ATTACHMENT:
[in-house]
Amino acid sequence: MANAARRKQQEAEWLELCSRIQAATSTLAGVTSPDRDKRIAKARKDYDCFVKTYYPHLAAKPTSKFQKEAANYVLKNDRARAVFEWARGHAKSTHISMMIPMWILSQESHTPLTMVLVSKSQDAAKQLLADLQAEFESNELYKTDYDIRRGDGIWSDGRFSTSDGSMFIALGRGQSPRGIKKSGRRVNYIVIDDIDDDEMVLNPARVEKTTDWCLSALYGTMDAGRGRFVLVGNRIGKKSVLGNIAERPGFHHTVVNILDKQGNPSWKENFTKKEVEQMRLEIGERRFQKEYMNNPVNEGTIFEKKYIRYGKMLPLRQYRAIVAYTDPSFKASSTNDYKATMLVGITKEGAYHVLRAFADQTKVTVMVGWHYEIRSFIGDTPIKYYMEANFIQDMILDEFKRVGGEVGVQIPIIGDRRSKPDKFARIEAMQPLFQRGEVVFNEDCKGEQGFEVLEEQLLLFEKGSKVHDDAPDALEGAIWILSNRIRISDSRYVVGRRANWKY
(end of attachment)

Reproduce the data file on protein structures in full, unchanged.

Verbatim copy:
[in-house]
Amino acid sequence: MANAARRKQQEAEWLELCSRIQAATSTLAGVTSPDRDKRIAKARKDYDCFVKTYYPHLAAKPTSKFQKEAANYVLKNDRARAVFEWARGHAKSTHISMMIPMWILSQESHTPLTMVLVSKSQDAAKQLLADLQAEFESNELYKTDYDIRRGDGIWSDGRFSTSDGSMFIALGRGQSPRGIKKSGRRVNYIVIDDIDDDEMVLNPARVEKTTDWCLSALYGTMDAGRGRFVLVGNRIGKKSVLGNIAERPGFHHTVVNILDKQGNPSWKENFTKKEVEQMRLEIGERRFQKEYMNNPVNEGTIFEKKYIRYGKMLPLRQYRAIVAYTDPSFKASSTNDYKATMLVGITKEGAYHVLRAFADQTKVTVMVGWHYEIRSFIGDTPIKYYMEANFIQDMILDEFKRVGGEVGVQIPIIGDRRSKPDKFARIEAMQPLFQRGEVVFNEDCKGEQGFEVLEEQLLLFEKGSKVHDDAPDALEGAIWILSNRIRISDSRYVVGRRANWKY